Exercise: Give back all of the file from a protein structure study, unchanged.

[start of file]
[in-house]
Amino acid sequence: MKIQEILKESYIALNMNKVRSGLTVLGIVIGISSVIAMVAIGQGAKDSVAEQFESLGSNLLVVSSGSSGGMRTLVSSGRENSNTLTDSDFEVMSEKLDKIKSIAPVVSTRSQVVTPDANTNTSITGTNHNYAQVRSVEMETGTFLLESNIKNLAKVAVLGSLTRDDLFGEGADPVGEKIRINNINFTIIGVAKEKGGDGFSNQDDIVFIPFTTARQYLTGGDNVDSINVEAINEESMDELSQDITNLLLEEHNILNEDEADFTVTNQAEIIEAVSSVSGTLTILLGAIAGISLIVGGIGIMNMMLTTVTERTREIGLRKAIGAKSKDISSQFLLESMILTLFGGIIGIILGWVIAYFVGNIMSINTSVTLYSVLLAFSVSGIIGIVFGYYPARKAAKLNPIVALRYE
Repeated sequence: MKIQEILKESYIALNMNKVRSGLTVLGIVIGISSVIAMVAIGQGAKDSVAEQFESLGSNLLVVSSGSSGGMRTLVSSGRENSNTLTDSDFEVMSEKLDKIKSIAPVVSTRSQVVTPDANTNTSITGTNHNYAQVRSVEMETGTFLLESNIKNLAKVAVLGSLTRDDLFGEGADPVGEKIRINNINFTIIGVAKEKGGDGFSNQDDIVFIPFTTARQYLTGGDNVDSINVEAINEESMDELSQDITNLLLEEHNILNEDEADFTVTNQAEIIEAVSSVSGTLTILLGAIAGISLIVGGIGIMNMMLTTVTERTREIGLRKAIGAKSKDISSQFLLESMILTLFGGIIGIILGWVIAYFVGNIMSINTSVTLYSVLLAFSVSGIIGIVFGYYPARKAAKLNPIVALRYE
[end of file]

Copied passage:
[in-house]
Amino acid sequence: MKIQEILKESYIALNMNKVRSGLTVLGIVIGISSVIAMVAIGQGAKDSVAEQFESLGSNLLVVSSGSSGGMRTLVSSGRENSNTLTDSDFEVMSEKLDKIKSIAPVVSTRSQVVTPDANTNTSITGTNHNYAQVRSVEMETGTFLLESNIKNLAKVAVLGSLTRDDLFGEGADPVGEKIRINNINFTIIGVAKEKGGDGFSNQDDIVFIPFTTARQYLTGGDNVDSINVEAINEESMDELSQDITNLLLEEHNILNEDEADFTVTNQAEIIEAVSSVSGTLTILLGAIAGISLIVGGIGIMNMMLTTVTERTREIGLRKAIGAKSKDISSQFLLESMILTLFGGIIGIILGWVIAYFVGNIMSINTSVTLYSVLLAFSVSGIIGIVFGYYPARKAAKLNPIVALRYE
Repeated sequence: MKIQEILKESYIALNMNKVRSGLTVLGIVIGISSVIAMVAIGQGAKDSVAEQFESLGSNLLVVSSGSSGGMRTLVSSGRENSNTLTDSDFEVMSEKLDKIKSIAPVVSTRSQVVTPDANTNTSITGTNHNYAQVRSVEMETGTFLLESNIKNLAKVAVLGSLTRDDLFGEGADPVGEKIRINNINFTIIGVAKEKGGDGFSNQDDIVFIPFTTARQYLTGGDNVDSINVEAINEESMDELSQDITNLLLEEHNILNEDEADFTVTNQAEIIEAVSSVSGTLTILLGAIAGISLIVGGIGIMNMMLTTVTERTREIGLRKAIGAKSKDISSQFLLESMILTLFGGIIGIILGWVIAYFVGNIMSINTSVTLYSVLLAFSVSGIIGIVFGYYPARKAAKLNPIVALRYE